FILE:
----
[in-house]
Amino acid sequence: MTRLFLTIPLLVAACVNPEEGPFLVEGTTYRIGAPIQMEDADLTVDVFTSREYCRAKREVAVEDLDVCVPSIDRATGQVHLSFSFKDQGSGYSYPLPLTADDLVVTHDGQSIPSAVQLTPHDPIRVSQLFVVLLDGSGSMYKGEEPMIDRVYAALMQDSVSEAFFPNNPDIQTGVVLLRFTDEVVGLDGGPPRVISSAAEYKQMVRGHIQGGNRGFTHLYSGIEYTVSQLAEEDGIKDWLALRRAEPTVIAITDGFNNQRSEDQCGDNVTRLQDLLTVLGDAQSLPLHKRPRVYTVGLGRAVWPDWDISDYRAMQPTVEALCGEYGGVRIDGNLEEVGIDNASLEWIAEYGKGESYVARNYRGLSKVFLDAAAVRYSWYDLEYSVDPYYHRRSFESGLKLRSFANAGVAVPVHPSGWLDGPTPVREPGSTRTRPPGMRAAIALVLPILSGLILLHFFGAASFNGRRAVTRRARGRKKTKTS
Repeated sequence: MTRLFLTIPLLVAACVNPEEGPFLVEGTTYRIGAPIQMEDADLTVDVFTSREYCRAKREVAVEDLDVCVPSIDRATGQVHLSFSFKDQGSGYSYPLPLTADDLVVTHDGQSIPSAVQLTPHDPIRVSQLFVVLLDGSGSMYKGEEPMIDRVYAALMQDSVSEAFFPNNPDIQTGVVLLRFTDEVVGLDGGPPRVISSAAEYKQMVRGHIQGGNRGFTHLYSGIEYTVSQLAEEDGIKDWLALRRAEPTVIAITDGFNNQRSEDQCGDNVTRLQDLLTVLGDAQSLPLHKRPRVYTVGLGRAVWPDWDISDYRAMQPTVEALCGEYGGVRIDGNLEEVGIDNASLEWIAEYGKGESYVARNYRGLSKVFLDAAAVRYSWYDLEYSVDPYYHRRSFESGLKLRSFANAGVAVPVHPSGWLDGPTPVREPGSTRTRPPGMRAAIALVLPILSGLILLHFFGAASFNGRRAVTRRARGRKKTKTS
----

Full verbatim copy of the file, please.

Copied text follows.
[in-house]
Amino acid sequence: MTRLFLTIPLLVAACVNPEEGPFLVEGTTYRIGAPIQMEDADLTVDVFTSREYCRAKREVAVEDLDVCVPSIDRATGQVHLSFSFKDQGSGYSYPLPLTADDLVVTHDGQSIPSAVQLTPHDPIRVSQLFVVLLDGSGSMYKGEEPMIDRVYAALMQDSVSEAFFPNNPDIQTGVVLLRFTDEVVGLDGGPPRVISSAAEYKQMVRGHIQGGNRGFTHLYSGIEYTVSQLAEEDGIKDWLALRRAEPTVIAITDGFNNQRSEDQCGDNVTRLQDLLTVLGDAQSLPLHKRPRVYTVGLGRAVWPDWDISDYRAMQPTVEALCGEYGGVRIDGNLEEVGIDNASLEWIAEYGKGESYVARNYRGLSKVFLDAAAVRYSWYDLEYSVDPYYHRRSFESGLKLRSFANAGVAVPVHPSGWLDGPTPVREPGSTRTRPPGMRAAIALVLPILSGLILLHFFGAASFNGRRAVTRRARGRKKTKTS
Repeated sequence: MTRLFLTIPLLVAACVNPEEGPFLVEGTTYRIGAPIQMEDADLTVDVFTSREYCRAKREVAVEDLDVCVPSIDRATGQVHLSFSFKDQGSGYSYPLPLTADDLVVTHDGQSIPSAVQLTPHDPIRVSQLFVVLLDGSGSMYKGEEPMIDRVYAALMQDSVSEAFFPNNPDIQTGVVLLRFTDEVVGLDGGPPRVISSAAEYKQMVRGHIQGGNRGFTHLYSGIEYTVSQLAEEDGIKDWLALRRAEPTVIAITDGFNNQRSEDQCGDNVTRLQDLLTVLGDAQSLPLHKRPRVYTVGLGRAVWPDWDISDYRAMQPTVEALCGEYGGVRIDGNLEEVGIDNASLEWIAEYGKGESYVARNYRGLSKVFLDAAAVRYSWYDLEYSVDPYYHRRSFESGLKLRSFANAGVAVPVHPSGWLDGPTPVREPGSTRTRPPGMRAAIALVLPILSGLILLHFFGAASFNGRRAVTRRARGRKKTKTS